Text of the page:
When Willie Nelson was a young hustler selling songs to Patsy Cline's people, he probably never thought he'd become the crowd-anointed sage of country music. But that's what happened as the Redheaded Stranger went gray, turned smoking weed into a brand and a virtue, and produced a discography that added up to its own American Songbook.

Popcaan is something of an unlikely hero in the world of dancehall. He grew up in the Jamaican projects without becoming a hard-edged "rude boy." And he's neither crooner nor spitfire MC — instead, he stands happily between those extremes. The deejay's debut album, Where We Come From, is equal parts dancefloor anthems and "conscious" tunes about Jamaican life, unified by breezy, fresh production from Brooklyn's Dre Skull.

Most of the time, I just pick songs with moments that get me air drumming, regardless of the genre or drummer — or the programmer behind the beats. But for this week's puzzler, I've selected works by undeniable legends in the business, from classic rock pioneers to jazz virtuosos. Good luck, heroes!

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The first game of the NBA finals was a scorcher. Yes, it was played indoors – but the air conditioning in San Antonio's arena broke down, leaving the host Spurs and the Miami Heat sweating in 90-degree temperatures. The Spurs overcame the heat, and the Heat, 110-95.

In 1944, Jim Martin parachuted onto the coast of Normandy a night ahead of the D-Day invasion. He says this time he wasn't scared because no one was shooting at him.

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STEVE INSKEEP, HOST:

Good morning. I'm Steve Inskeep with a test of the limits of free expression. Arizona's Maricopa Association of Governments ordered Dianne Barker to stop performing cartwheels at public meetings. She's 65 and apparently good at them. She does cartwheels to promote the benefits of walking. An attorney has written her demanding that she stop this disruptive practice but she has insisted she has a...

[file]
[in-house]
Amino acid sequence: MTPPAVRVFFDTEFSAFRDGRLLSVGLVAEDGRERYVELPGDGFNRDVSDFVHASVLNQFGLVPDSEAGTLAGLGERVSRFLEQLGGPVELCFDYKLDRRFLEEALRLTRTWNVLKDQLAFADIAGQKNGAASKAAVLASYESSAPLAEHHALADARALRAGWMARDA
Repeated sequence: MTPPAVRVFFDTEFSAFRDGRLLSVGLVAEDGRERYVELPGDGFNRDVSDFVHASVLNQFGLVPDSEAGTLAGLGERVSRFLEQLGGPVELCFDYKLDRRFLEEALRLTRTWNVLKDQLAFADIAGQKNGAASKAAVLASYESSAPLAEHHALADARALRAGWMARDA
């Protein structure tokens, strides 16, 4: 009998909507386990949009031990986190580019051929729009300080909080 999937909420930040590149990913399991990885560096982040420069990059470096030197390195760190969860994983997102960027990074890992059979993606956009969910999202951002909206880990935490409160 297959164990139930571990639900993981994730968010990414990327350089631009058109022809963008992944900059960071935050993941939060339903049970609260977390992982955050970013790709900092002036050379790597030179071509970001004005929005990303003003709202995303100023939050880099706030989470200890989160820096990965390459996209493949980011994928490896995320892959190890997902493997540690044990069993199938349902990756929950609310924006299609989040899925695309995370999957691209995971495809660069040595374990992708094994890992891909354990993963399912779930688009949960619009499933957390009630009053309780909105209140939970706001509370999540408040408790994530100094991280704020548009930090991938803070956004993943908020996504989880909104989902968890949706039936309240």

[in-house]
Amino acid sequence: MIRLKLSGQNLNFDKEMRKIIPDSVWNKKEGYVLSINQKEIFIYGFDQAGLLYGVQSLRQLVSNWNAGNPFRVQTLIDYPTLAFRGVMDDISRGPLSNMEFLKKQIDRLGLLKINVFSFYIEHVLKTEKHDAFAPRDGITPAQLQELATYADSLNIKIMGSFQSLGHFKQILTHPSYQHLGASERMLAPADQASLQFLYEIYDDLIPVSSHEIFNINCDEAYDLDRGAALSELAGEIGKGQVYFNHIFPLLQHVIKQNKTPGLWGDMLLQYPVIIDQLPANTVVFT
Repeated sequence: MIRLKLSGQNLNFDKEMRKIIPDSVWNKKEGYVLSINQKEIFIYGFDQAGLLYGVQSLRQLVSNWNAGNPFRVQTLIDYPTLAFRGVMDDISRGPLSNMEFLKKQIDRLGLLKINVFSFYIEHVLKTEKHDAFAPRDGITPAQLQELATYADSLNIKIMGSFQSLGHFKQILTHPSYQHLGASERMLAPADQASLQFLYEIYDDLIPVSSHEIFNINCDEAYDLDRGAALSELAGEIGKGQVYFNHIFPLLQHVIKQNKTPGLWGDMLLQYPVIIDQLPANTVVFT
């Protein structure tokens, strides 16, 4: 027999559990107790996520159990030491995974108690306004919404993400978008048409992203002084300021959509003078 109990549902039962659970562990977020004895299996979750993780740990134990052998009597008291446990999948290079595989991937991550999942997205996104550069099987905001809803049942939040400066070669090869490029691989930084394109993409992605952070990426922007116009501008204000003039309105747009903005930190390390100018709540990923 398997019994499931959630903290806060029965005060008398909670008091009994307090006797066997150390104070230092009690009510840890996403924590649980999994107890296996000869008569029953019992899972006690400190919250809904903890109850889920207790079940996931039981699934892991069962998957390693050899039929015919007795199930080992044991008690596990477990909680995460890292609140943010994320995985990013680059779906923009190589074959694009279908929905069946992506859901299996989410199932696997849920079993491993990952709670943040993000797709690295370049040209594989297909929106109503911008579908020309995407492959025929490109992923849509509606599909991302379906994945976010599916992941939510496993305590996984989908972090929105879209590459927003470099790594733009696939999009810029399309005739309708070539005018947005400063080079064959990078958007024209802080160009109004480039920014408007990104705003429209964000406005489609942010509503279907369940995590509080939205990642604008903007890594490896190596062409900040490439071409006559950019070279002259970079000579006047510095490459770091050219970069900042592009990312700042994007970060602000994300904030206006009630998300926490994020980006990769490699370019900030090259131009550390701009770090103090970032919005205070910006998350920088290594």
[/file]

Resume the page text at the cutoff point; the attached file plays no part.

DAVID GREENE, HOST:

All right, here we go, Steve. Woohoo.

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STEVE INSKEEP, HOST:

Some other news - veterans and world leaders, today, are marking the 70th anniversary of D-Day and World War II. Thousands of U.S., British, and Canadian and French troops rode landing craft toward Normandy, France in 1944 and splashed up the beaches while under heavy fire.

DAVID GREENE, HOST:

As they began the liberation of Europe, many heard a radio broadcast by their supreme commander, Dwight Eisenhower.

(SOUNDBITE OF ARCHIVED RECORDING)

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STEVE INSKEEP, HOST:

Tomorrow is a big day in horse racing - the Belmont Stakes, the last race in the Triple Crown. California Chrome has a chance to complete the Triple Crown for the first time in 36 years, having already won the Kentucky Derby and the Preakness, of course. That's the excitement in the foreground. In the background, a quiet war is raging. Charles Lane, of member station WSHU, reports.

(SOUNDBITE OF KENTUCKY DERBY)

UNIDENTIFIED ANNOUNCER: (Yelling) But California Chrome shines bright in the Kentucky Derby.

Well-heeled outside groups easily outspent Sen. Thad Cochran and challenger Chris McDaniel before the GOP Senate primary in Mississippi. They're going all in on the runoff election later this month.

A couple of years ago, film director and writer John Waters decided to hitchhike alone from his Baltimore home to his apartment in San Francisco — and see what happened. The so-called Pope of Trash — the man behind the films Pink Flamingos and Cry-Baby — managed to get many rides — 21 in all. He chronicles his cross-country adventure in a new book called Carsick.

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